The management of free wall rupture is outlined in table 4. Although this complication, with its various presentations, is by far the most common cause of haemopericardium during acute myocardial infarction, especially when recognised risk factors for this complication are present, a definitive clinical diagnosis of free wall rupture can only be obtained at thoracotomy, though with some limitations,41 ,44-46 or occasionally by the echocardiographic40 ,47 or angiographic16 ,26 ,47-49 demonstration of blood leaking into the pericardial cavity. This is the reason why it is the management of haemopericardium that is discussed rather than of free wall rupture. We shall distinguish between haemopericardium with and without haemodynamic compromise.
HAEMOPERICARDIUM WITH HAEMODYNAMIC COMPROMISE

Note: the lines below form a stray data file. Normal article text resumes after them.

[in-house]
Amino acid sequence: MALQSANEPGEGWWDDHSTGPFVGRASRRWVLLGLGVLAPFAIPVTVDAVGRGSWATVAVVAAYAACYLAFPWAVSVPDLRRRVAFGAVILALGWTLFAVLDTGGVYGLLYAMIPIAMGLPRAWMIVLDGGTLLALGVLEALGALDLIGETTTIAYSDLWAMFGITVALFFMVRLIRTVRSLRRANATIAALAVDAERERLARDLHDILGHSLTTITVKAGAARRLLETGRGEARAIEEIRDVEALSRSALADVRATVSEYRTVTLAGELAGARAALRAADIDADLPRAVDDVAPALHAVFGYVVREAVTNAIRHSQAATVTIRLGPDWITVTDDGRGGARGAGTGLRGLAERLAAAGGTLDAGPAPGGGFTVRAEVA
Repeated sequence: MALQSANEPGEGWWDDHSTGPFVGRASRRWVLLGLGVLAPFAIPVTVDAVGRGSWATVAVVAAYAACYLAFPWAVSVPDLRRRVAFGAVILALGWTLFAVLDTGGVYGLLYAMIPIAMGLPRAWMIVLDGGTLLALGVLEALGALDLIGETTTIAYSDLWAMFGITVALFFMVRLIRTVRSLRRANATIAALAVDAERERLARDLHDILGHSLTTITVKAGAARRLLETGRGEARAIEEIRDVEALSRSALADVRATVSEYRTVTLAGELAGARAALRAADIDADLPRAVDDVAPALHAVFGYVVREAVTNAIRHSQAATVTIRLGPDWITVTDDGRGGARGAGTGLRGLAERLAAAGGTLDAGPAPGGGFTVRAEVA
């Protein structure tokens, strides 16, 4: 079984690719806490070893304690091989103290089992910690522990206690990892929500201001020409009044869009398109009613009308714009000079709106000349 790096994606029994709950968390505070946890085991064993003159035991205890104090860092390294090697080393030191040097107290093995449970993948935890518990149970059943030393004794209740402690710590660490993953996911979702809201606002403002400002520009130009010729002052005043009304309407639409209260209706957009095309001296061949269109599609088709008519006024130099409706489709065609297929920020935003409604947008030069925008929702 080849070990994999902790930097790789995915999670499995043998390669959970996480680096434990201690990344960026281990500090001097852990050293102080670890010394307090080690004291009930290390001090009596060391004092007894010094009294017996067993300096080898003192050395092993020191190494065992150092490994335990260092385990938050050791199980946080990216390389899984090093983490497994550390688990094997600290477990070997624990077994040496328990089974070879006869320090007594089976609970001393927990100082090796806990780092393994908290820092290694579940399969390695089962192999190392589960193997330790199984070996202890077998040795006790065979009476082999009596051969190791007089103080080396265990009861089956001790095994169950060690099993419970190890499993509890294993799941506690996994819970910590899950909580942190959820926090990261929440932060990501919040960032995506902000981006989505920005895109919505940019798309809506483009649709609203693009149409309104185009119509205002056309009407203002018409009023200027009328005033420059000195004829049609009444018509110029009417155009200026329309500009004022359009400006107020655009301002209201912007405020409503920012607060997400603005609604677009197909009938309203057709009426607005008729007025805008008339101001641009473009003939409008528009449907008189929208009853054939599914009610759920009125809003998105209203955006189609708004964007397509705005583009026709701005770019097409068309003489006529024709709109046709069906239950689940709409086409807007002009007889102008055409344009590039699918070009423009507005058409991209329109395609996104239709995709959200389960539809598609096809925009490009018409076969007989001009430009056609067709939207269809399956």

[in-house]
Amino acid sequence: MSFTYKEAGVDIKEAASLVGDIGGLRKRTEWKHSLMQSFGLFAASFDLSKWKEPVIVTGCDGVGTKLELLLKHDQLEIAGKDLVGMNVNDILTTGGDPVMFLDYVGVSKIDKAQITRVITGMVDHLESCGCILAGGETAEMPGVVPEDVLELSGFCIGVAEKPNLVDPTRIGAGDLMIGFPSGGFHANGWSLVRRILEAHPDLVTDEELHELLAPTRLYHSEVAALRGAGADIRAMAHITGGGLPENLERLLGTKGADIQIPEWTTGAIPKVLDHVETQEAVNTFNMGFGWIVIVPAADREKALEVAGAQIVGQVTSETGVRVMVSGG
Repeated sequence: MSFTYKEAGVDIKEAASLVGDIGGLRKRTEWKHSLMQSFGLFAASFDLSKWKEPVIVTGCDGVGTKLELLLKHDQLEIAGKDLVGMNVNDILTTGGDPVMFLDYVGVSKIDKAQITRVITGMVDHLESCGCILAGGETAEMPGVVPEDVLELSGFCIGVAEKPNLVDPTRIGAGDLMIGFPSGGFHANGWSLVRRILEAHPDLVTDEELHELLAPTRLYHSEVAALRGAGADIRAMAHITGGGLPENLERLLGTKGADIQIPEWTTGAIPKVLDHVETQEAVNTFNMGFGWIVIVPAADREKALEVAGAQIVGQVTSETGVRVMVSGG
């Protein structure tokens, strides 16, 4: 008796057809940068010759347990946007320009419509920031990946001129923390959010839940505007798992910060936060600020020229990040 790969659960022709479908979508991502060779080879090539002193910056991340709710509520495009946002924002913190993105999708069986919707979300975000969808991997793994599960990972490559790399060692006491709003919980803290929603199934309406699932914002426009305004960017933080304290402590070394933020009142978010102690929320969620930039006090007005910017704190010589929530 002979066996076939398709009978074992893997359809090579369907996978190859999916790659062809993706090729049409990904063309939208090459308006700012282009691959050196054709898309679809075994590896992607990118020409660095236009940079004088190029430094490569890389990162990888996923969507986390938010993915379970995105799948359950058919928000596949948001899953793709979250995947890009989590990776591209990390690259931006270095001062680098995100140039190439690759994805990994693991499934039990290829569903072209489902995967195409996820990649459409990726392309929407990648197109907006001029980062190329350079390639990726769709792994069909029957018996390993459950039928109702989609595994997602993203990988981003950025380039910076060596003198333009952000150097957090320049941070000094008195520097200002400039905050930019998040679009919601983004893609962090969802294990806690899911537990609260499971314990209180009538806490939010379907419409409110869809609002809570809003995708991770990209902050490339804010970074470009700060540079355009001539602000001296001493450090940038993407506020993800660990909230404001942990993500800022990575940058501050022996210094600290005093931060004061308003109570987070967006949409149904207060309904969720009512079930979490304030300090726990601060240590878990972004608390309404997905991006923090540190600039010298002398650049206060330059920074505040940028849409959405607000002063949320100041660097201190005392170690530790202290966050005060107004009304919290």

Patients who fulfil the clinical profile of risk for free wall rupture and who experience sudden non-arrhythmic hypotension unrelated to the administration of β blockers or vasodilators, but associated with sinus bradycardia or nodal rhythm and jugular distension, should be assumed to have acute tamponade. They should immediately be given fluid replacement with colloidal solutions and dobutamine at 5–10 μg/kg/min, and an echocardiogram should be performed as soon as possible to assess the presence of a pericardial effusion, with or without signs of right atrial compression. If haemodynamic recovery is readily achieved, a maintenance protocol (see below) will be followed and the cardiac surgical team informed of the likely need for intervention if haemodynamic stabilisation is not maintained. If no cardiac surgery facilities are available the patient should be transferred to another centre with these facilities. If the patient remains hypotensive with signs of peripheral hypoperfusion, pericardiocentesis should be carried out and a small quantity of pericardial fluid (10–50 ml) withdrawn—sufficient to achieve haemodynamic recovery and an adequate urine output. A second pericardiocentesis can be performed if recovery is partial or absent, or if tamponade recurs. If, following pericardiocentesis, recovery is achieved and sustained, the maintenance protocol may be followed, but if recovery is unsuccessful after two pericardiocenteses, an emergent thoracotomy should be undertaken. The optimal surgical treatment is the application of a Teflon39 ,50 or pericardial patch51 to the epicardial surface of the ruptured site with cyanoacrylate glue,50 preferably without the use of cardiopulmonary bypass. This may be difficult if active bleeding is present after opening the pericardium. In this case cardiopulmonary bypass may facilitate patch application. Infarctectomy of the rupture zone followed by a Teflon buttressed suture52 should, on the other hand, be limited to cases where the use of a patch is unsuccessful, because it may cause excessive reduction in the size of the ventricular cavity.